Why Congress Must Save the American Community Survey
As if the drama surrounding the reauthorization weren’t enough, there is another transportation battle brewing between the House and Senate. Last month, the House voted to eliminate funding for the American Community Survey, which is the Census Bureau’s way of getting a yearly pulse-check of how the country is doing and where investment is needed. The Senate’s version of the Commerce, Justice and Science appropriations bill [PDF], approved at the committee level, does not include this ill-advised amendment to defund the survey.
The difference in the bills will have to be resolved in conference or in a year-end agreement on the FY2013 budget. A Senate floor vote has not yet been scheduled to take up the bill.
It is hard to overstate the importance of the American Community Survey. In addition to state- and local-level demographic information such as income, employment and housing, the survey includes data on where Americans work, how we get to work, and how long we take to get there. It’s the primary source of information on rates of bicycle commuting, for example, and advocates and planners carefully analyze its results to determine when more bike infrastructure is needed.
No other survey done by the government – or anyone else – provides such a rich source of information about the economy and American society.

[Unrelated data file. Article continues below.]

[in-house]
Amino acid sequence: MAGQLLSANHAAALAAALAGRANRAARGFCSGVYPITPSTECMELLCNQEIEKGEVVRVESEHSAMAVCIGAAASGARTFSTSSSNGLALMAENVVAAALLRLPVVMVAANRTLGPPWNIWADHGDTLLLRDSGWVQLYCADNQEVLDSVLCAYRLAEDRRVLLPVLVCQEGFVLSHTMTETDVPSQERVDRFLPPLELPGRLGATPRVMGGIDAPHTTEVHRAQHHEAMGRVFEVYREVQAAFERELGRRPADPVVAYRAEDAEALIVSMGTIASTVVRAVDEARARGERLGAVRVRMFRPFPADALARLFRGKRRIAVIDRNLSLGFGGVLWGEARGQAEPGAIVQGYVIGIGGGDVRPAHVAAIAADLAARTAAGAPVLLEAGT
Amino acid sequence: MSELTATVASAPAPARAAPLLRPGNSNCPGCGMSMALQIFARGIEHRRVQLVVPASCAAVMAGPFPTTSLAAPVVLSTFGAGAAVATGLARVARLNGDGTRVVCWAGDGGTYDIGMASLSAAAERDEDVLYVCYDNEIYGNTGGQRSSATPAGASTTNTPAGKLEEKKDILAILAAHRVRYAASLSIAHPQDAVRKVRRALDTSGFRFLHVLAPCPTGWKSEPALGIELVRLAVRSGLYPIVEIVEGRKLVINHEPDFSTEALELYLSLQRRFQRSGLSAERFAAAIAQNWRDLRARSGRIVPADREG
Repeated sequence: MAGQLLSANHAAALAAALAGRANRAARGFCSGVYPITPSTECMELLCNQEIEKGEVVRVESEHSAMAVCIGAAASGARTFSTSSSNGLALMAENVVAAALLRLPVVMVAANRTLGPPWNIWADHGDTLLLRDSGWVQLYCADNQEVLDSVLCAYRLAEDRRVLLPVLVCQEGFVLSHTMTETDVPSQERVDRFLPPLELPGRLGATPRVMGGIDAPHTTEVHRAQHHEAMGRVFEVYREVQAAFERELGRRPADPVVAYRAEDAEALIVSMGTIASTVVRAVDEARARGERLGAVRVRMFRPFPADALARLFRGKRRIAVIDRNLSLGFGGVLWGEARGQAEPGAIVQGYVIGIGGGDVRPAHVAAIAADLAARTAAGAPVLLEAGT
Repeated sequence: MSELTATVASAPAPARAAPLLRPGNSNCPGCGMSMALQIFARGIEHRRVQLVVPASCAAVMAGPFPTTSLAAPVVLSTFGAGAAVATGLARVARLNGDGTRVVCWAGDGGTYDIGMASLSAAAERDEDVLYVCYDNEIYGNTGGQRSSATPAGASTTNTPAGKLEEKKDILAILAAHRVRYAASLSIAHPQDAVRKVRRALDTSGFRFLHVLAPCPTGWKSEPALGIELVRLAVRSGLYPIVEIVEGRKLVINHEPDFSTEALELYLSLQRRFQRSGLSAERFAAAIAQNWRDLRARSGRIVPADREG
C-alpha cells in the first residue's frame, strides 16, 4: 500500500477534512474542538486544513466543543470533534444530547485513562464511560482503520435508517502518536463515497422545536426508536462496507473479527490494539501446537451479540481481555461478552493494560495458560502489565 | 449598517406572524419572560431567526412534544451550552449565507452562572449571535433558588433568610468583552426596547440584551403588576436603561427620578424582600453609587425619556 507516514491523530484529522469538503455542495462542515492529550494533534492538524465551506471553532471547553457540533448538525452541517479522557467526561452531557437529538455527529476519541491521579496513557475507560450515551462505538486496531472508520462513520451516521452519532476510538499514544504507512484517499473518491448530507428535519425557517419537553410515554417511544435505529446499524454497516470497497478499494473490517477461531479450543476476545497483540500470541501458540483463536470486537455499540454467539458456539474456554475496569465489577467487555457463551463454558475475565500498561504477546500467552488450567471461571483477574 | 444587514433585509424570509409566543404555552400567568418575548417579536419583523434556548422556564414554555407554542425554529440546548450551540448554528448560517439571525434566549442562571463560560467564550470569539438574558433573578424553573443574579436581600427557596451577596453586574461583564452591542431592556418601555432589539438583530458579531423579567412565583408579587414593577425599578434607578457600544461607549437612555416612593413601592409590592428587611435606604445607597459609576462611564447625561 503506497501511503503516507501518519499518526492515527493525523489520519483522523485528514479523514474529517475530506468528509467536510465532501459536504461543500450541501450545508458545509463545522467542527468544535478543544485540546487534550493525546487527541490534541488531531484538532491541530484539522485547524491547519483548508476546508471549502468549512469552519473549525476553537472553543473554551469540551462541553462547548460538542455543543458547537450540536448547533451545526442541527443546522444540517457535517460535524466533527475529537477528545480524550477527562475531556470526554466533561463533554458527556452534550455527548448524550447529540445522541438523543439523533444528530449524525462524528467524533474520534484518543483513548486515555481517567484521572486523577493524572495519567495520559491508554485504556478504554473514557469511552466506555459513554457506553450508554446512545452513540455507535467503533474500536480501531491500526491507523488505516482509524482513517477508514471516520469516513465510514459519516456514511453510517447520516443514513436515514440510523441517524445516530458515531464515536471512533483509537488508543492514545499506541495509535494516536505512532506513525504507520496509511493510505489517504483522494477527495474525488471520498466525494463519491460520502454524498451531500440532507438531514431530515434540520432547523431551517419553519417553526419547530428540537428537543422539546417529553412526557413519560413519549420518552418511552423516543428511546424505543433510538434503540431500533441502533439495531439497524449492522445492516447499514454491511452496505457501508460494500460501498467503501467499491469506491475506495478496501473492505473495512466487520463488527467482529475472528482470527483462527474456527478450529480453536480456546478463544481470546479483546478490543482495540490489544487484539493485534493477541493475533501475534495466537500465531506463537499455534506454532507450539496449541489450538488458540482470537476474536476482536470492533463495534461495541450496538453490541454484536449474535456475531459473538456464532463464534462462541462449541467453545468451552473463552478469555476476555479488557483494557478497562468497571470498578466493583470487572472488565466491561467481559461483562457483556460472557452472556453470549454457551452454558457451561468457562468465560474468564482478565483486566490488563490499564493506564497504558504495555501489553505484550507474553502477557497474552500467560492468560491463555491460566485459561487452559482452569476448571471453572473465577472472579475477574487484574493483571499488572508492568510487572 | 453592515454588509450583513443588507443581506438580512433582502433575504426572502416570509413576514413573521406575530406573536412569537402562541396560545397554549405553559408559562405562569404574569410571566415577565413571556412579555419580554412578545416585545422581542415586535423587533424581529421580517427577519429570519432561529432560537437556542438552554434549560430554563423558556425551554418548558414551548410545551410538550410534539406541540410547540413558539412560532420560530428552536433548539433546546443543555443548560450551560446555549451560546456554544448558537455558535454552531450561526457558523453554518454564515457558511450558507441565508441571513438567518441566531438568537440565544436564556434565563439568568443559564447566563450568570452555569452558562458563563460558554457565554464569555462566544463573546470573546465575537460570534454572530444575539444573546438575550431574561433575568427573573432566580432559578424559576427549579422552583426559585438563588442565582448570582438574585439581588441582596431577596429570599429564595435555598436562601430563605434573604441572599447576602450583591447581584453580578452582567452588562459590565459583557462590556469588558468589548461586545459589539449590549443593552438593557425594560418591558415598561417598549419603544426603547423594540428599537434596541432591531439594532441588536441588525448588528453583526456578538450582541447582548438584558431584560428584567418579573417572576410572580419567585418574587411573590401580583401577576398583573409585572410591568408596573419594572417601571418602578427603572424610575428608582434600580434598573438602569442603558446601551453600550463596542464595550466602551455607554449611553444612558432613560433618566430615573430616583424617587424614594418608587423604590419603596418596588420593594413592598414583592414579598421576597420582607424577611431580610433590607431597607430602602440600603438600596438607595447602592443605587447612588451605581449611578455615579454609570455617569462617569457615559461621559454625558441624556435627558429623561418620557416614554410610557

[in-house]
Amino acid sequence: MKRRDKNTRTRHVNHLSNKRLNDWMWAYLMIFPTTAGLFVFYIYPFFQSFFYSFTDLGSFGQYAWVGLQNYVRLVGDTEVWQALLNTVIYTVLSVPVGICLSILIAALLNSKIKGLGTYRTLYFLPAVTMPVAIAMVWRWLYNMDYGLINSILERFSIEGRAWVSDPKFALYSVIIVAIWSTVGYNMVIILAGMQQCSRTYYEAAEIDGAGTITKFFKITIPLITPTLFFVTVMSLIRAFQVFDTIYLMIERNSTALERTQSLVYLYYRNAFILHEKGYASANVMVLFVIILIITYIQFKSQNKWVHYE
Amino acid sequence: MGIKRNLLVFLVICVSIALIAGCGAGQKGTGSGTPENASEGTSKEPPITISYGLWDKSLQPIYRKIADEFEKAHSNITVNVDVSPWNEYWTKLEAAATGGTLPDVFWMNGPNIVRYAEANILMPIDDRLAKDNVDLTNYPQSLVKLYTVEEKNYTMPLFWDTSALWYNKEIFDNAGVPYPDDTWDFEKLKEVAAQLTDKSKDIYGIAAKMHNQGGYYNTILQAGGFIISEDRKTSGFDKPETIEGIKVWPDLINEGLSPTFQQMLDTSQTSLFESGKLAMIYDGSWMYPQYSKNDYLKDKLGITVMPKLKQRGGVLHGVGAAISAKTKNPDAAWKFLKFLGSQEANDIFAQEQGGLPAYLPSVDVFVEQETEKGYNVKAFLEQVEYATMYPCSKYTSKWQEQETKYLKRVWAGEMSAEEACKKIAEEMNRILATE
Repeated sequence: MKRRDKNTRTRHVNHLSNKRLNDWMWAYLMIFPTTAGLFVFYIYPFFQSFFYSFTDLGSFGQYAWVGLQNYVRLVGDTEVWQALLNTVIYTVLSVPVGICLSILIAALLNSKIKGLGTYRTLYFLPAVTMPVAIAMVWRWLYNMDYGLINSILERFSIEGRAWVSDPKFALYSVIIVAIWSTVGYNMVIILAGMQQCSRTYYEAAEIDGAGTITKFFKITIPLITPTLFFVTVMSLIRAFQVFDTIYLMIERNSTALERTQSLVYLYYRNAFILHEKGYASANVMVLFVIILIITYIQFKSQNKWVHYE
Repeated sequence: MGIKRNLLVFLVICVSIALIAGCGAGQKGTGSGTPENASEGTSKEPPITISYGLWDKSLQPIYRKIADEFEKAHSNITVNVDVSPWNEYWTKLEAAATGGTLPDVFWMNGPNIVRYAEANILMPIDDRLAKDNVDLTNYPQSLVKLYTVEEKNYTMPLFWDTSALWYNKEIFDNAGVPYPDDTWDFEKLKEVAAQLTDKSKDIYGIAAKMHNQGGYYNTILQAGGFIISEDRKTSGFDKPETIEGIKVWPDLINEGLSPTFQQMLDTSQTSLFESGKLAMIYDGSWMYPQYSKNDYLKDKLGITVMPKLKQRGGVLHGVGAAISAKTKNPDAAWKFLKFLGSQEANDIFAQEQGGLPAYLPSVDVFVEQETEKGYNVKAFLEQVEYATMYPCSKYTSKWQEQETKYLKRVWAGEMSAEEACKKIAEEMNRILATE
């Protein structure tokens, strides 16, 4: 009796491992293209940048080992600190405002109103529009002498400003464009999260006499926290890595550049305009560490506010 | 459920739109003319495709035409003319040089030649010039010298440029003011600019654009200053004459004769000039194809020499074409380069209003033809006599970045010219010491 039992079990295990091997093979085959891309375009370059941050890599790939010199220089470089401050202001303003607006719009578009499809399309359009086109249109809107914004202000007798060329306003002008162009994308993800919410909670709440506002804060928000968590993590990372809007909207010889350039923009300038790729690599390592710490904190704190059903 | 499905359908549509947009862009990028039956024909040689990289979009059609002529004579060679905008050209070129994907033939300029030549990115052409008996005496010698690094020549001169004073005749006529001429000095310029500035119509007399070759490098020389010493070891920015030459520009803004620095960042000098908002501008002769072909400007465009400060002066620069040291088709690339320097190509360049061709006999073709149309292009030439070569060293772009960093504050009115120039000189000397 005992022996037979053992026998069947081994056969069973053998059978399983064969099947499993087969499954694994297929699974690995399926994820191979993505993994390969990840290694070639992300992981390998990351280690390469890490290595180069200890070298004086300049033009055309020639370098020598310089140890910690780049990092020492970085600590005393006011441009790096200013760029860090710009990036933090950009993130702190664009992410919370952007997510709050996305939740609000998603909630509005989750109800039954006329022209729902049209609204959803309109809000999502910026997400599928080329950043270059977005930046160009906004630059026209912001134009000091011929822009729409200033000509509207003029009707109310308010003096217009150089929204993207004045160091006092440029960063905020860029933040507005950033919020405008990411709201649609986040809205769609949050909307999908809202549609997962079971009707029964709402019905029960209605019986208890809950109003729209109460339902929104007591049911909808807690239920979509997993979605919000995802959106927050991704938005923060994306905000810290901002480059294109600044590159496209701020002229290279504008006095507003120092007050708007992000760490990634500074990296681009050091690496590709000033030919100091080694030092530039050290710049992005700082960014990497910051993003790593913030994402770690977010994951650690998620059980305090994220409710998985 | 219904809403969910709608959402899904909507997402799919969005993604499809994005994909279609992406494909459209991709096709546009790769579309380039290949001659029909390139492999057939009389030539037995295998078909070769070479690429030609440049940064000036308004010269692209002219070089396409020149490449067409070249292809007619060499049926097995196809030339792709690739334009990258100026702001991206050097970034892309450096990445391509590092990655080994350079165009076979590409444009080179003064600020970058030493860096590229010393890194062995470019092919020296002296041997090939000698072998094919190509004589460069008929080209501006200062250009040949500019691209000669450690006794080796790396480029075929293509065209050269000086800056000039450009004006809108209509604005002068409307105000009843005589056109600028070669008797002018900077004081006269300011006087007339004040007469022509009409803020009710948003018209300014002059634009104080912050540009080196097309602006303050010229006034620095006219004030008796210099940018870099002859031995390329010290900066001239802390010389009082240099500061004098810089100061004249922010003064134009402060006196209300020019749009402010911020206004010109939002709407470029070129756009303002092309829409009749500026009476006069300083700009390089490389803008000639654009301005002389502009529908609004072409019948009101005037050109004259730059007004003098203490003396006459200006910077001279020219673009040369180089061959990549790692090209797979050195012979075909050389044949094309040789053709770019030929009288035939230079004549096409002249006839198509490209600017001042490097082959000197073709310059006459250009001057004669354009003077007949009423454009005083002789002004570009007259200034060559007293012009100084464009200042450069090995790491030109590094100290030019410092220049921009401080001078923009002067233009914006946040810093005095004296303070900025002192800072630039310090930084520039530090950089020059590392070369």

In the unlikely event that the House bill becomes law, transportation planners could be left without a reliable guide for making decisions. The survey results guide the distribution of more than $400 billion, including funds for transportation projects.
The U.S. Department of Transportation, states and local governments use the findings to develop transportation plans and identify the need to fund public transportation, roads and transit options for the elderly and disabled.
Businesses also rely on the data to decide where to establish operations, recruit workers and gain information on consumer behavior. Eliminating funding for the ACS would leave the business community without a reliable data source to make intelligent decisions and avoid wasteful spending.
In introducing the amendment to eliminate funding, Representative Daniel Webster (R-FL) cited constitutional and privacy concerns. He compared the Census Bureau to the Environmental Protection Agency and bank regulators, saying that these agencies intrude on people’s lives.
These comments expose this freshman’s lack of understanding of what the American Community Survey is and does.
It’s an annual, more detailed version of the decennial census, replacing the old “long form” survey. As for the allegation that it’s unconstitutional: Article 1, Section 2 of the U.S. Constitution says that the census will be conducted “in a manner as Congress shall by law direct.”
“They don’t seem to recognize that a number of the questions on the ACS have been asked since 1850,” said Andrew Reamer, Research Professor at George Washington University’s Institute of Public Policy. “James Madison and Thomas Jefferson and a series of presidents since then were strongly in favor of using the census to collect data for public policy purposes.”